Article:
The ultimate prize has yet to be decided, by any stretch. That doesn't happen until April 7, when two teams will collide in Tampa for the right to spend the year known as the national champions.
However, the drive to Tampa is underway in college hockey, as the five Division I leagues hold their postseason tournaments. On the line? Automatic bids to the NCAAs for tournament champions, but there are also 11 at large bids up for grabs, with very few of those 11 being spoken for at this point.
UMD seems to be a virtual lock to make the tournament (various Pairwise information I've searched out shows UMD could fall to 12th in the Pairwise by getting swept this weekend, but even that seems unlikely), but the Bulldogs can remove all doubt this weekend by beating Minnesota State in a two-game WCHA playoff series.
Things went UMD's way in the postseason last year, but not before Bemidji State generally outplayed UMD in a 3-2 win at the WCHA Final Five. That touched off a run of four straight wins that saw UMD claim a national championship.
While the MacNaughton Cup eluded these Bulldogs, UMD is optimistic about its playoff chances, as well it should be.
"We bring a lot of experience into these playoffs," senior defenseman Brady Lamb. "Mostly, just taking care of your body and making sure you stay hydrated. It's a long five week battle, but we think we're up for it."
Minnesota State is an opponent UMD has seen success against this year. UMD has three wins and a tie in four games against the Mavericks, but it's the last of that four-game season series that eats at UMD a bit.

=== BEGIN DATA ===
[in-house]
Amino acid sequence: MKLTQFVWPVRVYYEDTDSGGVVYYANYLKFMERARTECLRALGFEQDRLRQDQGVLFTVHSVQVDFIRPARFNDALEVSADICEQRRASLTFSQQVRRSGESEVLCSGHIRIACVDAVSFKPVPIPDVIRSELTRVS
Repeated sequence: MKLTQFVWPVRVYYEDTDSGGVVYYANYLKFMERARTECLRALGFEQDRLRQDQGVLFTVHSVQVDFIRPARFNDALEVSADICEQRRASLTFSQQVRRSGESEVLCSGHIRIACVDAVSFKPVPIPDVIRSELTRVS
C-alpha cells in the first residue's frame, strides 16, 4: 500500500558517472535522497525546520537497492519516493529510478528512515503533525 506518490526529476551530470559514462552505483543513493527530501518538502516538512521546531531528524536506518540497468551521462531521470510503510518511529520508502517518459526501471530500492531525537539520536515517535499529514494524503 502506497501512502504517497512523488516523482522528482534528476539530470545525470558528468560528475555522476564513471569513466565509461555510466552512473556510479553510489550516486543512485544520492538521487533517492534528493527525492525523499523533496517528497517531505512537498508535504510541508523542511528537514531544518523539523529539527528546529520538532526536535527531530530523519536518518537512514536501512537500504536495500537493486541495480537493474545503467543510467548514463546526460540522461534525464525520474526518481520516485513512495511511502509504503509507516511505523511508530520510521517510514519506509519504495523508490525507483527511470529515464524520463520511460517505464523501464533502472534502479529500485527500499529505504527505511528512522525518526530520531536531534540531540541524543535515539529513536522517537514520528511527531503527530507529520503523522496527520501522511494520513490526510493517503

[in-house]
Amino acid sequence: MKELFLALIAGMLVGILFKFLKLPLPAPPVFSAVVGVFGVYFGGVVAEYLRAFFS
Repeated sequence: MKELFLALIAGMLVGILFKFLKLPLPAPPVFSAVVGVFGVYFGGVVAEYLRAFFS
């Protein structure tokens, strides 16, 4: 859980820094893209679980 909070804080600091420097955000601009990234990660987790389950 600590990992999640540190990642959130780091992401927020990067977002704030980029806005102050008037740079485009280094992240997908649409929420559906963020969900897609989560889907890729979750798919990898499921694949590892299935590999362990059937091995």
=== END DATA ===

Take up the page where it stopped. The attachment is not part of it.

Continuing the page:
"We gave up a big point Saturday out there, and that hasn't left our memory," Lamb said. "It still burns a little bit."
Playoffs are all about bearing down. You have to be stronger on the puck, make consistently smarter decisions, and avoid the little mistakes that can add up to pucks in the back of your net. UMD knows this from last year, but the Bulldogs have struggled at times to avoid those little mistakes this season. You can't sleep-walk for ten minutes in a playoff game, as UMD did on Saturday in St. Cloud, and expect to have the chance to win or force overtime. You don't give up the kind of puck possession UMD did in a loss to North Dakota Feb. 10 and live another day, and you certainly can't blow leads, something UMD has done multiple times to cost itself points.
Minnesota State has some guys who can play, including freshmen like Zach Palmquist (defense), Matt Leitner, and Jean-Paul Lafontaine (forwards). The future is bright in Mankato thanks to these three, but the present isn't so bad, because the Mavericks know they can play with UMD. They need to look no further than the last time they played the Bulldogs to know that. MSU completely erased the memory of that two-game sweep UMD handed it in Duluth by playing both games tight in Mankato, staying in Saturday's game long enough to rally late to tie, and then control a good bit of overtime.
UMD has to be better this weekend. On paper, the Bulldogs have the better hockey team. But they don't have to look outside of Duluth to see what having the best team on paper gets you. After all, look what happened to Duluth East when its opponent -- an inferior team on paper -- came out and outskated, outhustled, and outexecuted the Greyhounds for the better part of the last two periods. That's how upsets happen.
The old adage is "Will beats skill." We're not talking about people named Will. The power of will beats the power of skill in hockey, especially when the skill doesn't have enough will. Mix a skilled team with the will of a champion, and you have a team that is likely unbeatable.
That's the recipe. Can UMD concoct the potion again?